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Friday, May 9, 2014

52 Ancestors #19: Margaret Edith Kells, my Mother!

    My mother,  yesterday was her birthday and Sunday is Mother's Day so it seems appropriate to make her the subject of this week's blog. I don't think I can do her justice, of course. I think I will mainly write from my memories of her and of the things she told me about her life.
     On May 7, 1920 in Seattle, Washington, my mother, Margaret Edith Kells, was born closely followed by her twin brother, Milton Carlisle Kells. Only one baby was expected! Her parents, Lucas Carlisle Kells and Edith Rosetta Stefani Kells, had no idea they were having twins! So one can imagine the shock and then the running around to get extra clothing, blankets, etc. Not to mention a second name! The twins joined their older brother, Lyman, who was soon rather neglected as his mother was so busy with them. In 1923 their sister, Doris Muriel, joined the family. It was a close knit family. Edith worked hard taking care of the children and the house. Their father was an attorney who loved books and music and his family! My mother had many happy memories of her Dad. He called her "Bunny" and also called Milton that so they were Bunny and Bunny. All four were musically inclined and all sang.  Lyman and Doris especially sang opera. Margaret played the piano and sang. She did this all her life until finally she was no longer able to play. That was a sad day.

     One of the memories she told us was their cabin in Brownsville.  This was on the Olympic Peninsula across the sound from Seattle.  They would spend the whole summer there, their father joining them on the weekends. They had a rowboat, swam in the Sound, went hiking, and all the summer activities available there. One year they made a quilt while there. (I believe they made two actually, that's what my mother said, I only ever saw the one). It was a nursery rhyme quilt. Alternating blue and white squares.  In the white squares various nursery rhyme characters were embroidered. My mother, her brothers and sister each made one square, their mother did everything else! My mother had this quilt on her bed and my sister and I used to love to pick out the nursery rhymes and read them. She eventually gave it to me and I enjoyed it with my kids.  I gave it to my daughter at her baby shower for her first child. I think of my grandmother making the quilt.  It might have been kind of lonely out there in the country with just your kids, seeing your husband only on the weekend. I never heard her complain about it, though.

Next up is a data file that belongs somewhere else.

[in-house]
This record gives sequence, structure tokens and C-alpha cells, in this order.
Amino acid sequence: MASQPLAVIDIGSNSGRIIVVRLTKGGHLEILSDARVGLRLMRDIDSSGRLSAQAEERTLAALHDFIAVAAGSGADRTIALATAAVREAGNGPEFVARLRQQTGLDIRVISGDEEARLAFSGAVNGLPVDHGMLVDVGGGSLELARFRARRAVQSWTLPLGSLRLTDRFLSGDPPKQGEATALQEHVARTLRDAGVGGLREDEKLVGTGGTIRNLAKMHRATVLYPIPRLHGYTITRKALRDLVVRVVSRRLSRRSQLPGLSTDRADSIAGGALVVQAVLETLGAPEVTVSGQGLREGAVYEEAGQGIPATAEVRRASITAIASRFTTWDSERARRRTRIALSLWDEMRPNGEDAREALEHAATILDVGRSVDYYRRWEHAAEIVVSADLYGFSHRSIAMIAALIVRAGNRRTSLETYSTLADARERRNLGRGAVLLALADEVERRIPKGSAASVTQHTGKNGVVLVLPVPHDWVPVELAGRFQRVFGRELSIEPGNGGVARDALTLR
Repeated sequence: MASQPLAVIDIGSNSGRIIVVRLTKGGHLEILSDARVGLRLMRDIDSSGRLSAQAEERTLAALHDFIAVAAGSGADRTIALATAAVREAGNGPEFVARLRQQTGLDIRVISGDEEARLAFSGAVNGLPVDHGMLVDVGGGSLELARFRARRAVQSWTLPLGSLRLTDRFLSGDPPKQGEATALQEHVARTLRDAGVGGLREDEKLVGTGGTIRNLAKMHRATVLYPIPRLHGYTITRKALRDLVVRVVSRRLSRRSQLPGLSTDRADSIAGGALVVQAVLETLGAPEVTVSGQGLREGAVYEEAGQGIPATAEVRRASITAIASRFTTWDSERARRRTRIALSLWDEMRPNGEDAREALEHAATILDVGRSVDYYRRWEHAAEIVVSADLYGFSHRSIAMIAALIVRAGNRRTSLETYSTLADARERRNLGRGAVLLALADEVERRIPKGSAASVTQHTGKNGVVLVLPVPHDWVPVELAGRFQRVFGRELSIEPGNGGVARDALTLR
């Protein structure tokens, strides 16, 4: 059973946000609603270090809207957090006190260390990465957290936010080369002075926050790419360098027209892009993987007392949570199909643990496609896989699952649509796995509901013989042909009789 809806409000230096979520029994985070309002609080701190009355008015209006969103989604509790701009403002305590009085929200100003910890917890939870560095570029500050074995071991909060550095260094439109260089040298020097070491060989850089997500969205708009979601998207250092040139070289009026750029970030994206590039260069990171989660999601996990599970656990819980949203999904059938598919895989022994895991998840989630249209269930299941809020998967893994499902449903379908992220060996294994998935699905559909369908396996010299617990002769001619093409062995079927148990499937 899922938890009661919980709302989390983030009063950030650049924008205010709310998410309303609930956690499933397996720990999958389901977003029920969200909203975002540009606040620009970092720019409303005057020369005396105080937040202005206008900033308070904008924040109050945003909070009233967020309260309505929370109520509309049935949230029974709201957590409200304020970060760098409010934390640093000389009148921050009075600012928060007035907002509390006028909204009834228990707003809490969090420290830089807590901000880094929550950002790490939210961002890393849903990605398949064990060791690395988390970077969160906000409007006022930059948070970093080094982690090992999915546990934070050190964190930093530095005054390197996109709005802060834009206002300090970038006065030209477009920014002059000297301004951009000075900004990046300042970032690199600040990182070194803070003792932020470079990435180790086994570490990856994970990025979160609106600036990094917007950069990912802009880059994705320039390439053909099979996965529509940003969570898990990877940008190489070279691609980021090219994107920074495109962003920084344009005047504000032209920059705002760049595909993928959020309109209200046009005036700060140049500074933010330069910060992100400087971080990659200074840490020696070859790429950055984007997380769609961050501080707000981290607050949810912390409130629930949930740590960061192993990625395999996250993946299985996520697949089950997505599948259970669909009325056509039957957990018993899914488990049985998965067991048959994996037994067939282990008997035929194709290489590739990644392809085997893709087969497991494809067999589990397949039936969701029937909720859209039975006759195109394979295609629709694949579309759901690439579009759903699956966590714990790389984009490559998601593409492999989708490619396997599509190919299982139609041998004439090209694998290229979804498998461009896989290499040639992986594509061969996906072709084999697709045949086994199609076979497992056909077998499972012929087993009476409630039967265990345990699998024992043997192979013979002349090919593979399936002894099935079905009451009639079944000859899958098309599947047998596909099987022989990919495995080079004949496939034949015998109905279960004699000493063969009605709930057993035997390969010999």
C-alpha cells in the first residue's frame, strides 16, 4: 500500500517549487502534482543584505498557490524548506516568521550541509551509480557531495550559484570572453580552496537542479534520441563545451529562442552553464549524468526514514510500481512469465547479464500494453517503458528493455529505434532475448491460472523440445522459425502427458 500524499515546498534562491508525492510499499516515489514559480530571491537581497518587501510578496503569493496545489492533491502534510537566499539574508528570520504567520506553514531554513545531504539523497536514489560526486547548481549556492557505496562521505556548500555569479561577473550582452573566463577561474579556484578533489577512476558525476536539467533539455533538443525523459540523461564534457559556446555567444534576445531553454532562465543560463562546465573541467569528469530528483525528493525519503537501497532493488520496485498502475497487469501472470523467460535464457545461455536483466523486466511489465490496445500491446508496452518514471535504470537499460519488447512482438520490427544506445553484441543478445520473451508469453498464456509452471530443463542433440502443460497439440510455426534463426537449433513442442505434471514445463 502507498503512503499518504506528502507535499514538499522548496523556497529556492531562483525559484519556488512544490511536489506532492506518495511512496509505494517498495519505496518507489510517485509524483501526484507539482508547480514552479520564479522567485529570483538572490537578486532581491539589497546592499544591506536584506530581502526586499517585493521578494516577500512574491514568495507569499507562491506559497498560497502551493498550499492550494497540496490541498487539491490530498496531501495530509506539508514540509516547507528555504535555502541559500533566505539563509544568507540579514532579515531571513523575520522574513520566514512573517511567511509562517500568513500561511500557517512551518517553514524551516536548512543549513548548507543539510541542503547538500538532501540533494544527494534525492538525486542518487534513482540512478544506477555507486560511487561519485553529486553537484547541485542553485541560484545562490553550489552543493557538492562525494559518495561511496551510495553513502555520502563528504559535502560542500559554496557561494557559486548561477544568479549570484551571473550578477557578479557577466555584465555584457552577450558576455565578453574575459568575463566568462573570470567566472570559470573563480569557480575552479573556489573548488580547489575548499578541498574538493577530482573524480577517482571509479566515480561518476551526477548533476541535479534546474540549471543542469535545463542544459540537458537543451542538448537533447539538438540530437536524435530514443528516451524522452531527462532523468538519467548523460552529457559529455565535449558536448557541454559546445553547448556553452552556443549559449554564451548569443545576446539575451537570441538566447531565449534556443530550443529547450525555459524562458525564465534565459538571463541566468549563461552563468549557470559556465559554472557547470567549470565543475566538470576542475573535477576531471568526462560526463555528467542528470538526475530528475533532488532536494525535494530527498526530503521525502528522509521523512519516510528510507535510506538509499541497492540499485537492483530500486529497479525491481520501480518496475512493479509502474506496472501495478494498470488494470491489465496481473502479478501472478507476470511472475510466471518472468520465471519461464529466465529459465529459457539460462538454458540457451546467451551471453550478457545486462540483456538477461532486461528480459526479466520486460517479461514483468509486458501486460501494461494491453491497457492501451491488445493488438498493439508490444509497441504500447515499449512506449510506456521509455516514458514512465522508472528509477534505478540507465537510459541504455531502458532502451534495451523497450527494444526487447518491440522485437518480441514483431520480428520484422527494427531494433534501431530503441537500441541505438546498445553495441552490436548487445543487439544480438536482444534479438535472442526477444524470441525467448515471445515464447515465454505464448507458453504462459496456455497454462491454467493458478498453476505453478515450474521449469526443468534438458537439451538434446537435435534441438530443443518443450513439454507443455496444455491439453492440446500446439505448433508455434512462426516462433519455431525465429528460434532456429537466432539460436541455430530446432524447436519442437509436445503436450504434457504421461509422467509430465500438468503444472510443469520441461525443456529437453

During the year the family went to Edith's parents home in Issaquah every Sunday.  Here Margaret would see her Aunts and Uncles and play with her numerous cousins. Her grandparents were Italian immigrants and the family was very important to them. There was no floating bridge yet so they would drive around Lake Washington to get there every week-a long drive!

     All of the kids were top students, the boys were whizzes at math and science, my mother felt less adequate in these areas but was very good in English and History. Education was very prized in the family and they were all encouraged to go to College and Graduate School.  They all went to the University of Washington and lived at home.My mother told me that when she went to College she put together a wardrobe based on Teal and Aubergine. Would be stylish today, too!